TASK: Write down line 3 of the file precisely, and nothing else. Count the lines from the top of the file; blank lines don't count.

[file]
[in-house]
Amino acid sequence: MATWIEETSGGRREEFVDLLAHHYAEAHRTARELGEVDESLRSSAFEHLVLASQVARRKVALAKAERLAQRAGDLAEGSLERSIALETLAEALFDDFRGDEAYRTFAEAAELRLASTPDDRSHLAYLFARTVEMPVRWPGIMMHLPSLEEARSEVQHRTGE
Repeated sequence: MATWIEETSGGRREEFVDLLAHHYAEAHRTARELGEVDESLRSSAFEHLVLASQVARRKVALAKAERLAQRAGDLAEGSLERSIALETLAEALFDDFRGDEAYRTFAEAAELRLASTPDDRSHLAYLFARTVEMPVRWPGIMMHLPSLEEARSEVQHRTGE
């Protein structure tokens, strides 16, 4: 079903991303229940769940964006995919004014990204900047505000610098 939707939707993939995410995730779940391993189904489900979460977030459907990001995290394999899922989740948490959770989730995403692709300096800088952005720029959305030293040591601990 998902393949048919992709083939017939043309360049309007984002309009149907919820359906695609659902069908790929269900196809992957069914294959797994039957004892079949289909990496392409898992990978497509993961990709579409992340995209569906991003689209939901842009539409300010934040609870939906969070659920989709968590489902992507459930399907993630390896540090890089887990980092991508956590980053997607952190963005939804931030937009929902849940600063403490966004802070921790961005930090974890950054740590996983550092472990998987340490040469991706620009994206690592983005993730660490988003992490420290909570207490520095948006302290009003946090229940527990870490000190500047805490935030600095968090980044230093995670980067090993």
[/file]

Repeated sequence: MATWIEETSGGRREEFVDLLAHHYAEAHRTARELGEVDESLRSSAFEHLVLASQVARRKVALAKAERLAQRAGDLAEGSLERSIALETLAEALFDDFRGDEAYRTFAEAAELRLASTPDDRSHLAYLFARTVEMPVRWPGIMMHLPSLEEARSEVQHRTGE